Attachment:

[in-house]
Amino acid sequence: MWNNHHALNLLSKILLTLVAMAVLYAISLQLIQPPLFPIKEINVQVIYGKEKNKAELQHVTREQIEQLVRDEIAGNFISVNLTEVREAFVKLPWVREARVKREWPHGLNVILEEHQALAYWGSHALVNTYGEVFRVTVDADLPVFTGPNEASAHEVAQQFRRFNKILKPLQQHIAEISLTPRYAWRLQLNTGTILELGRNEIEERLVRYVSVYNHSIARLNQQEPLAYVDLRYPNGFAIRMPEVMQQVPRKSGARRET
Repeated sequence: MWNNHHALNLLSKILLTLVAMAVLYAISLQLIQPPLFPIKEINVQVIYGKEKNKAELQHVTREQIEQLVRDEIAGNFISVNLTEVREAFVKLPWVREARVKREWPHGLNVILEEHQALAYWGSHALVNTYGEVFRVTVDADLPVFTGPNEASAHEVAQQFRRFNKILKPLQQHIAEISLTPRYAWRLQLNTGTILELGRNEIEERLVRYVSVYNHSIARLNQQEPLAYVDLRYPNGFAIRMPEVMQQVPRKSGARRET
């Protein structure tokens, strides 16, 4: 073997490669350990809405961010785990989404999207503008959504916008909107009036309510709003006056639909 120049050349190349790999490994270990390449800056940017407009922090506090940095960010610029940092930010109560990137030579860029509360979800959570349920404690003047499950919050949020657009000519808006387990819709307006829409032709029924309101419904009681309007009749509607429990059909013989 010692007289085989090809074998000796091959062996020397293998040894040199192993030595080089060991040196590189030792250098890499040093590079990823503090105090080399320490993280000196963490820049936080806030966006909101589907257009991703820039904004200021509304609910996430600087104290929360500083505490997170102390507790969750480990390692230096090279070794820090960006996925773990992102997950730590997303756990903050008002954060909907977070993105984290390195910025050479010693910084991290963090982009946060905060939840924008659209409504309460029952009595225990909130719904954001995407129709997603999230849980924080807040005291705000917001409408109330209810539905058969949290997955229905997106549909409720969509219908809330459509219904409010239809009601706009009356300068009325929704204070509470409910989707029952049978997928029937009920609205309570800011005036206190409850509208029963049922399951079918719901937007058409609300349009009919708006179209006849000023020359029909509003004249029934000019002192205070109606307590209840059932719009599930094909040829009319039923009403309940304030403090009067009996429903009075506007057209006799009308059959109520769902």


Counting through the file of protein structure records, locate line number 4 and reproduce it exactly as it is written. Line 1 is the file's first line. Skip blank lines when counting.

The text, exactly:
């Protein structure tokens, strides 16, 4: 073997490669350990809405961010785990989404999207503008959504916008909107009036309510709003006056639909 120049050349190349790999490994270990390449800056940017407009922090506090940095960010610029940092930010109560990137030579860029509360979800959570349920404690003047499950919050949020657009000519808006387990819709307006829409032709029924309101419904009681309007009749509607429990059909013989 010692007289085989090809074998000796091959062996020397293998040894040199192993030595080089060991040196590189030792250098890499040093590079990823503090105090080399320490993280000196963490820049936080806030966006909101589907257009991703820039904004200021509304609910996430600087104290929360500083505490997170102390507790969750480990390692230096090279070794820090960006996925773990992102997950730590997303756990903050008002954060909907977070993105984290390195910025050479010693910084991290963090982009946060905060939840924008659209409504309460029952009595225990909130719904954001995407129709997603999230849980924080807040005291705000917001409408109330209810539905058969949290997955229905997106549909409720969509219908809330459509219904409010239809009601706009009356300068009325929704204070509470409910989707029952049978997928029937009920609205309570800011005036206190409850509208029963049922399951079918719901937007058409609300349009009919708006179209006849000023020359029909509003004249029934000019002192205070109606307590209840059932719009599930094909040829009319039923009403309940304030403090009067009996429903009075506007057209006799009308059959109520769902």